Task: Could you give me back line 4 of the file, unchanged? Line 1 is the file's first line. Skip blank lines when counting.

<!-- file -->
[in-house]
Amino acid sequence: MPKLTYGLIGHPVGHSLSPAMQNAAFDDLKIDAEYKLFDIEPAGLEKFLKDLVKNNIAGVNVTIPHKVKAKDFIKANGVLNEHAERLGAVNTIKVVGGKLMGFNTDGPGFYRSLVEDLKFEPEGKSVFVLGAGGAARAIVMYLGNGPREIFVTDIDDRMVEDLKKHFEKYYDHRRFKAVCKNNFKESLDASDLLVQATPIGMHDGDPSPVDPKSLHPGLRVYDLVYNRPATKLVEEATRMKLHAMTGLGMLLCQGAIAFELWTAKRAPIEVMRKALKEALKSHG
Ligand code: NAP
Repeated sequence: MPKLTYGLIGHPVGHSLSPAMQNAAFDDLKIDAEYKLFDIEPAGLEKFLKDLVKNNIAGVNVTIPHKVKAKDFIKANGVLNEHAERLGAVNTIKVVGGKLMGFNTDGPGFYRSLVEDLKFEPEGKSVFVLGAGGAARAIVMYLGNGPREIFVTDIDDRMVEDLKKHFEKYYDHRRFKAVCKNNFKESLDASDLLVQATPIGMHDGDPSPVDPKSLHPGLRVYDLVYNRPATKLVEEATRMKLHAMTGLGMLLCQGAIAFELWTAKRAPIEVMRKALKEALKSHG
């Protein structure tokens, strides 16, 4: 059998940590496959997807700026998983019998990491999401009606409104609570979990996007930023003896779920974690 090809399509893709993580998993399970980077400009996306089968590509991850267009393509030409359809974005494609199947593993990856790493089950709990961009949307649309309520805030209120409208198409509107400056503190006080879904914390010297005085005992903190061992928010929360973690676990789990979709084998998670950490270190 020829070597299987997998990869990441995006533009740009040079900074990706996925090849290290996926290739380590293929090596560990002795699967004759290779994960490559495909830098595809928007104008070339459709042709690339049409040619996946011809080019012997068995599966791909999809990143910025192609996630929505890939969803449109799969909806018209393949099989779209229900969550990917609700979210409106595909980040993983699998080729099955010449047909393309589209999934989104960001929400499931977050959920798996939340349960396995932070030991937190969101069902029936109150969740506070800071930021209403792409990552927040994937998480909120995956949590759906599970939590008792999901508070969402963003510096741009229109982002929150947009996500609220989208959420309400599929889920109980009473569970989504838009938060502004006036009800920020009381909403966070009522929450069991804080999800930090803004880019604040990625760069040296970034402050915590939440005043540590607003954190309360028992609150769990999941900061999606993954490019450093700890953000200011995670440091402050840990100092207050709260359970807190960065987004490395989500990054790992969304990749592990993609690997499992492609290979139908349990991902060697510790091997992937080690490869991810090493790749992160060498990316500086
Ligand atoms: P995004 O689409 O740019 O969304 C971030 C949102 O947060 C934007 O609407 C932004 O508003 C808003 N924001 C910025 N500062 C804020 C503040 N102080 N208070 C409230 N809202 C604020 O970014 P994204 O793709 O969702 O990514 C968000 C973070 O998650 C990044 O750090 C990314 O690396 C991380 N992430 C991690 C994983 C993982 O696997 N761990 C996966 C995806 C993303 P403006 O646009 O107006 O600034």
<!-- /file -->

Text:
Repeated sequence: MPKLTYGLIGHPVGHSLSPAMQNAAFDDLKIDAEYKLFDIEPAGLEKFLKDLVKNNIAGVNVTIPHKVKAKDFIKANGVLNEHAERLGAVNTIKVVGGKLMGFNTDGPGFYRSLVEDLKFEPEGKSVFVLGAGGAARAIVMYLGNGPREIFVTDIDDRMVEDLKKHFEKYYDHRRFKAVCKNNFKESLDASDLLVQATPIGMHDGDPSPVDPKSLHPGLRVYDLVYNRPATKLVEEATRMKLHAMTGLGMLLCQGAIAFELWTAKRAPIEVMRKALKEALKSHG